While natural gas may be our best bet in the short run, nuclear power is likely the most effective long-term solution. Compared to nuclear plants, wind farms require 360 times as much land area and solar facilities require 75 times the land area to produce the same amount of energy, making both unsustainable instruments for powering the country. Furthermore, wind and solar energy are both reliant on seasonal factors that would lead to an unreliable grid, whereas nuclear power can operate year-round. 

Most concerns around nuclear power center around the danger of a nuclear meltdown, but nuclear power is in fact one of the safest energy sources, with exceedingly low death rates from accidents compared to other power sources. The United States is already producing 19% of its electricity from just 97 reactors, so investing heavily in nuclear power would allow us to power the entire country with existing technology.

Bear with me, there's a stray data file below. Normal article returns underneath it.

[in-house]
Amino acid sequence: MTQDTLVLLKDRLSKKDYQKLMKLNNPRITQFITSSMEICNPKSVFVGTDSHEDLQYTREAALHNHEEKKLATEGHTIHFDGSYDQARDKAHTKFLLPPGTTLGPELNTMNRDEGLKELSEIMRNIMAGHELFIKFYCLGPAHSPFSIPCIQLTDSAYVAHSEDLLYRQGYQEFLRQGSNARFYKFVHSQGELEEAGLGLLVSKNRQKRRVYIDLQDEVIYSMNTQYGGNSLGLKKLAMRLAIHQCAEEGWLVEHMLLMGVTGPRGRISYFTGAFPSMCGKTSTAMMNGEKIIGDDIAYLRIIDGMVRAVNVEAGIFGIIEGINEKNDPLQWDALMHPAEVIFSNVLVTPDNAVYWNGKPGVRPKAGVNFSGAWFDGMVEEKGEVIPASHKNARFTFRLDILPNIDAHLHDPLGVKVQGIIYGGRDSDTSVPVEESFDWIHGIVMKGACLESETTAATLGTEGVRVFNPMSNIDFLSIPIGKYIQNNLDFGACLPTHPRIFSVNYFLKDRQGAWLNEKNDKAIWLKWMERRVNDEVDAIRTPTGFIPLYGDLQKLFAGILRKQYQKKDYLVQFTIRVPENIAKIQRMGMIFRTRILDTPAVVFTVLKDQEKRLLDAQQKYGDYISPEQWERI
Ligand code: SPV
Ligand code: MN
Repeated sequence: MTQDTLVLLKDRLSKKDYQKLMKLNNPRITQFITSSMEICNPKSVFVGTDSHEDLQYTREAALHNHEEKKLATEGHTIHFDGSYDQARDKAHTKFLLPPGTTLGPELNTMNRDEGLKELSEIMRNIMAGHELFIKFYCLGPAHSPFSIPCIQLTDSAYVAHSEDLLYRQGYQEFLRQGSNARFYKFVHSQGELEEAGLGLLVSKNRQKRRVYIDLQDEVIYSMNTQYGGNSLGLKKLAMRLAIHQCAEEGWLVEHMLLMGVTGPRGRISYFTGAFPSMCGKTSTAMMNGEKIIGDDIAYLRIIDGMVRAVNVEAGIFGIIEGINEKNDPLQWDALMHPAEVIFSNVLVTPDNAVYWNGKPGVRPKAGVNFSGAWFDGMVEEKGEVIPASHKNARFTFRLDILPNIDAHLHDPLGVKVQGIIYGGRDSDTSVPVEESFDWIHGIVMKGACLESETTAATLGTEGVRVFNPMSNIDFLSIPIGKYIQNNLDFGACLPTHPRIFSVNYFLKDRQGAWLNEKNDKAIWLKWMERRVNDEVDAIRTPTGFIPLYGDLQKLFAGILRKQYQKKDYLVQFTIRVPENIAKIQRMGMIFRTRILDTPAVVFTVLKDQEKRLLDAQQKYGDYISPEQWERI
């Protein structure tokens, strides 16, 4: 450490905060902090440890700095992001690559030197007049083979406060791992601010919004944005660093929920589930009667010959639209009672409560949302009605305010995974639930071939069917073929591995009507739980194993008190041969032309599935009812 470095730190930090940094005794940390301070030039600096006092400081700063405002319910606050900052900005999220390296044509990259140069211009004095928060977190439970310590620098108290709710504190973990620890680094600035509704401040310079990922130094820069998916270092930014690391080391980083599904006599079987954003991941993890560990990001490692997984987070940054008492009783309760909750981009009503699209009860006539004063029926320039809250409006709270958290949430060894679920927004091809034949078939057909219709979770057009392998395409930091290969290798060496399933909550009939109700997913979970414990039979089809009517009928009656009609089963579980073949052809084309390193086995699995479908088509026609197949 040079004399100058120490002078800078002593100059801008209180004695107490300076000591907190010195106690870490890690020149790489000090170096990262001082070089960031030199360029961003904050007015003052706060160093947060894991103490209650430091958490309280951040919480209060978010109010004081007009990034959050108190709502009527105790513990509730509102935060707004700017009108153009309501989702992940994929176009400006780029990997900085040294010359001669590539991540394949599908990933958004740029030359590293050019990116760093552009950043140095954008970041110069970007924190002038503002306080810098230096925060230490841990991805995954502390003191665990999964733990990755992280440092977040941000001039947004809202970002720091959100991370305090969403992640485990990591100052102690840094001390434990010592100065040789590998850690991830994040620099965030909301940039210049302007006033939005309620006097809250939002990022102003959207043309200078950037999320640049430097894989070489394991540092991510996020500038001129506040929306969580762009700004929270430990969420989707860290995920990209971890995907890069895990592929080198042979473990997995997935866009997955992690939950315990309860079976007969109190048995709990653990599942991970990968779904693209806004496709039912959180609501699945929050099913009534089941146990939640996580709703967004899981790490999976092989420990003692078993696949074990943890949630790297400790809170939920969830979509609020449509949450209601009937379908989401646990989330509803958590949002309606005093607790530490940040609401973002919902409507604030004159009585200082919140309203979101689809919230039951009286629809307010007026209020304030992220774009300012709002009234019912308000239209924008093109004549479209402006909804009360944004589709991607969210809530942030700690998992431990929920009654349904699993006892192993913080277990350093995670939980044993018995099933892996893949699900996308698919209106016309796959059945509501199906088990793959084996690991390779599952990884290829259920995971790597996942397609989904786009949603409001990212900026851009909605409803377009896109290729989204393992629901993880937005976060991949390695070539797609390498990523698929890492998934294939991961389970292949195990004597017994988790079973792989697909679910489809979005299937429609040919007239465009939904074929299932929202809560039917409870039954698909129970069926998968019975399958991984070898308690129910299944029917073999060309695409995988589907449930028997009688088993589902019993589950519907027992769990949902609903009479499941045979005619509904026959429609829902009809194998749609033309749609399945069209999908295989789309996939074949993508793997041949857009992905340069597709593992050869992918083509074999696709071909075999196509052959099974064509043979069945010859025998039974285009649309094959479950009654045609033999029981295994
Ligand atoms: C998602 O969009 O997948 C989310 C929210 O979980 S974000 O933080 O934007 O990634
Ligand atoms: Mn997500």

Since the time frame we have to solve the climate crisis is so narrow, we don’t have the luxury of waiting for efficiency boosts in renewable power sources. Instead, we need to quickly invest in solutions that have a proven track record of success.

If the Democrats hope to pass meaningful climate legislation, they would be well served to redirect their energy from untenable plans that expend valuable political capital to more realistic solutions that transition to clean energy without risking energy shortages. With support for nuclear power and natural gas among conservatives, Democrats will have an easier time passing impactful legislation if they focus on those areas. While doing so would certainly not solve the entire crisis, it would finally be the tangible step in the right direction that we have been missing.

Nikhil Sharma is an Opinion Columnist and can be reached at